As you journey toward the manger this Christmas season, remember this small place called Bethlehem. Remember what it represents—that we serve a God who always fulfils his promises through the person of Jesus, our Saviour and King.

Born in Sorrow
A voice is heard in Ramah, mourning and great weeping, Rachel weeping for her children and refusing to be comforted, because they are no more. —Jeremiah 31:15

For more than 40 years, the prophet Jeremiah painfully observed Judah's social, political, moral and spiritual decay and preached repentance. He warned that their unfaithfulness to God's covenant would lead to destruction and exile. In 586 BC, it happened. Babylon conquered Jerusalem, destroying the temple and dragging the people into captivity.

Jeremiah records the bitter anguish of the exile through Rachel, the symbolic mother of the Israelites. Though she had died many years before, he depicts her as grieving for all those slaughtered or sent into exile. Her heart is broken.

In Matthew's Gospel, Rachel's sorrow represents the sorrow of parents in Bethlehem, weeping for their little boys. It's a heart-wrenching part of the Christmas story. King Herod, seeing the infant Jesus as a threat, seeks to find and kill him. He orders all of the boys two years and younger slaughtered. Warned by an angel, Joseph takes Jesus and Mary to refuge in Egypt.

Long ago in Ramah, and now in Bethlehem, there was weeping and sorrow at this loss of life. Children were dead. Parents were devastated. It's sad to think that Jesus' birth, an event to celebrate, resulted in such pain because of Herod's brutality.

Today, many are forced to leave everything they own to find safety in other countries. Families have been separated. Parents weep over the loss of children along the journey. I recall an e-mail asking me to pray for a Christian pastor and parents in northern Iraq, who watched as ISIS killed children who would not deny their faith in Jesus. Such sorrow.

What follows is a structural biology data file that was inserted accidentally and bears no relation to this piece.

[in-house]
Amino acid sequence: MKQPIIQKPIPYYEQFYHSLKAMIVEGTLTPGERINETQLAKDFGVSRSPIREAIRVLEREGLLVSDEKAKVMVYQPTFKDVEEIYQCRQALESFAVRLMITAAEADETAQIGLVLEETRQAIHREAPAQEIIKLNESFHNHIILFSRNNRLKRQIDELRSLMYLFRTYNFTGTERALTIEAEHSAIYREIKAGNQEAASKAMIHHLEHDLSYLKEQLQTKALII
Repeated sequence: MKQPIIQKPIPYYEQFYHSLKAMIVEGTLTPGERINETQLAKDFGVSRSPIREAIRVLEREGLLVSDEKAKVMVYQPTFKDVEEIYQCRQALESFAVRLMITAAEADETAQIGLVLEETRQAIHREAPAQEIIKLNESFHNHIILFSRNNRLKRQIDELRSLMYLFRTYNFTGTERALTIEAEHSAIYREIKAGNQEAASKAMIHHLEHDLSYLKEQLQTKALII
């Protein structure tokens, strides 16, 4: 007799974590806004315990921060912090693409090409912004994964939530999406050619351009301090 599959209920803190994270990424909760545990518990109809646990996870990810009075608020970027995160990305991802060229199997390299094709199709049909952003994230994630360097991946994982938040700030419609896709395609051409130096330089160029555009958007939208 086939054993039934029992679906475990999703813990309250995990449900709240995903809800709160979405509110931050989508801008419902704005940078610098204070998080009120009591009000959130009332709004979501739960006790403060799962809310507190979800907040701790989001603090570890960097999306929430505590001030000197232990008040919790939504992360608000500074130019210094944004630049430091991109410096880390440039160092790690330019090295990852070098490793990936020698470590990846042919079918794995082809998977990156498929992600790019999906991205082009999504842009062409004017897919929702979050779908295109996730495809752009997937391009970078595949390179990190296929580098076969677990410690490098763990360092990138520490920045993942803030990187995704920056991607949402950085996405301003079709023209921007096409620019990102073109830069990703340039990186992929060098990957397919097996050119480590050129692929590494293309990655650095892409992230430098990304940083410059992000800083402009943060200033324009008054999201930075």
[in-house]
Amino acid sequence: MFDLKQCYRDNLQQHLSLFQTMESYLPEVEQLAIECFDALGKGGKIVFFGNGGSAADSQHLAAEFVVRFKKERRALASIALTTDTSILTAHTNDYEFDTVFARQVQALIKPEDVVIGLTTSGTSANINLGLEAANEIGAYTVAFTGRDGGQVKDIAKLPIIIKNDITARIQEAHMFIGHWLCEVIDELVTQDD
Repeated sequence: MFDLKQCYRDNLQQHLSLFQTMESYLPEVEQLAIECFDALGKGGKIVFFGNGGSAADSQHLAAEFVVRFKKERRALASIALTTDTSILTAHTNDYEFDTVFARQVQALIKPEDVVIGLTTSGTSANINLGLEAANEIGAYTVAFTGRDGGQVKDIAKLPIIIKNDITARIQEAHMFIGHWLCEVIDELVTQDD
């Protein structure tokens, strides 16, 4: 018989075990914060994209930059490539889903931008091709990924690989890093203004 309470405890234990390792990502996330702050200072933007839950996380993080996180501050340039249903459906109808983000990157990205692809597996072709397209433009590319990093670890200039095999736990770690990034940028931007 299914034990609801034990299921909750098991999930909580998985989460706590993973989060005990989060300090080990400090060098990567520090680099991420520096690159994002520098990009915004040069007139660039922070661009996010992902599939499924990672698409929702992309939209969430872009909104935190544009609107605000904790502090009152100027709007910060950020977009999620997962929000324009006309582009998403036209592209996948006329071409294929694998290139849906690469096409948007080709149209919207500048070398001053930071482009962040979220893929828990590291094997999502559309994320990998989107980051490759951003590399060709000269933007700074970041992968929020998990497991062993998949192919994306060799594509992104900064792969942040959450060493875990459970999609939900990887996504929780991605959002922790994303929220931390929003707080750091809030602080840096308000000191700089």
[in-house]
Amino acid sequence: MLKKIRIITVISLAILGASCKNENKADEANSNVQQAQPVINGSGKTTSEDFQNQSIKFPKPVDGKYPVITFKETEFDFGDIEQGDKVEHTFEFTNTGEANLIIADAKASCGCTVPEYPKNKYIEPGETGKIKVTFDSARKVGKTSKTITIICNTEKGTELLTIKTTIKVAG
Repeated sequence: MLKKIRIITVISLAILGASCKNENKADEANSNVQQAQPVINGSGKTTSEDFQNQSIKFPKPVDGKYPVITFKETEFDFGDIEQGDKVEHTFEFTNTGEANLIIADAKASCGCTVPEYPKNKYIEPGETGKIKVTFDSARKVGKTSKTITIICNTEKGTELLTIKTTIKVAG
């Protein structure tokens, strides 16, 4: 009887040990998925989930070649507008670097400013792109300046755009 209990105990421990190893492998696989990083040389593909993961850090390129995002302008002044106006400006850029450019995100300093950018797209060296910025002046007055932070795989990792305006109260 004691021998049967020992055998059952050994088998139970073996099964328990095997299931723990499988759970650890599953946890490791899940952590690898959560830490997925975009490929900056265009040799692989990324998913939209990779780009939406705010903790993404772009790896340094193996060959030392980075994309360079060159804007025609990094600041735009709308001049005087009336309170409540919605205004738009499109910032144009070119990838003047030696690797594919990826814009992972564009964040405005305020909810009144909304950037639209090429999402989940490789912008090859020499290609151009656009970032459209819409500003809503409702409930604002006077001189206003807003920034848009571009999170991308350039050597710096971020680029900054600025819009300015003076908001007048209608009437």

But just as Jeremiah's message changes in tone in later chapters, giving Israel hope for deliverance at the hand of God, so we can find solace and peace in his words. For this season and the new year, we can claim Jeremiah's message whatever our circumstances: “ 'For I know the plans I have for you,' says the Lord, 'they are plans for good and not for disaster, to give you a future and a hope' ” (Jeremiah 29:11 NLT).

Born to Save
When Israel was a child, I loved him, and out of Egypt I called my son. —Hosea 11:1

Illustration of nativityWhat are the odds that someone living hundreds of years before my birth would predict my family lineage? Or where I would be born? Or that I would need to flee my homeland, and where I would go? The odds are astounding. And yet Jesus fulfils not just three prophecies like this in Scripture, but 350.

What are the implications?

Hosea's prophecy and Matthew's record of its fulfilment tell us that Jesus is absolutely unique. There's never been anyone else quite like him. Matthew confirms this when he tells us about the Wise Men worshipping Jesus. Matthew was a Jew raised on the Shema—“Hear O Israel: The Lord our God, the Lord is one” (Deuteronomy 6:4)—and the Ten Commandments, which say, “You shall have no other gods before me” (Exodus 20:3). He would have been horrified at the thought of worshipping a human being. But Matthew shows these kingly men bowing down to worship a child named Jesus. He is telling us that Jesus is utterly unique, divine and worthy to be worshipped.

Hosea's prophecy harks back to the Exodus, when God called the nation of Israel out of slavery in Egypt and led them to the Promised Land. By referring to this prophecy, Matthew is not just referring to the deliverance of Jesus from the hand of the tyrant Herod, he is presenting Jesus as a new Moses. Just as Moses led the people out of slavery in Egypt, Jesus is leading a new exodus, delivering people from slavery to sin, to a life of holiness and ultimately to our home in heaven.

This prophecy also reminds us that the path of life takes many zigs and zags. We all find ourselves fleeing to Egypt for safety from time to time. But God is never blindsided by such things. By faith we head to Egypt in the middle of the dark night of the soul, knowing that one day, by faith, we will come back “out of Egypt.” Both the going and the coming are directed by God.

Though he was the Son of God, Jesus had to escape to Egypt in the middle of the night. If he was not exempt from the trials of this world, how can I expect to escape them? But God will have the last word. Herod will die, Jesus will come back home and God will have his way.

If you don't already know him as your personal Saviour (deliverer), the implication of Hosea's prophecy is that there is a Saviour for you and Jesus is his name.